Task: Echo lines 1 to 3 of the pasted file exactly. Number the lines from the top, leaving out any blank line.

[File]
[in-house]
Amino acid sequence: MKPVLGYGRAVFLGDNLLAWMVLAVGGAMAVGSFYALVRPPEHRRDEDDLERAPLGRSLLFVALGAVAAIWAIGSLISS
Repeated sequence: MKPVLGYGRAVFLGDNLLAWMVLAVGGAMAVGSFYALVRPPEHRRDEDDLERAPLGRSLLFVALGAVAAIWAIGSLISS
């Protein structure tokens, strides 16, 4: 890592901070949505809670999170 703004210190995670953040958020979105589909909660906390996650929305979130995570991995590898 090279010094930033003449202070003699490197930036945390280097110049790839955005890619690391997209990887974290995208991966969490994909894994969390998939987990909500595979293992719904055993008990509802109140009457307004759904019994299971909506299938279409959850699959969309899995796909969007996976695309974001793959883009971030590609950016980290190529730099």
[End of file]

[in-house]
Amino acid sequence: MKPVLGYGRAVFLGDNLLAWMVLAVGGAMAVGSFYALVRPPEHRRDEDDLERAPLGRSLLFVALGAVAAIWAIGSLISS
Repeated sequence: MKPVLGYGRAVFLGDNLLAWMVLAVGGAMAVGSFYALVRPPEHRRDEDDLERAPLGRSLLFVALGAVAAIWAIGSLISS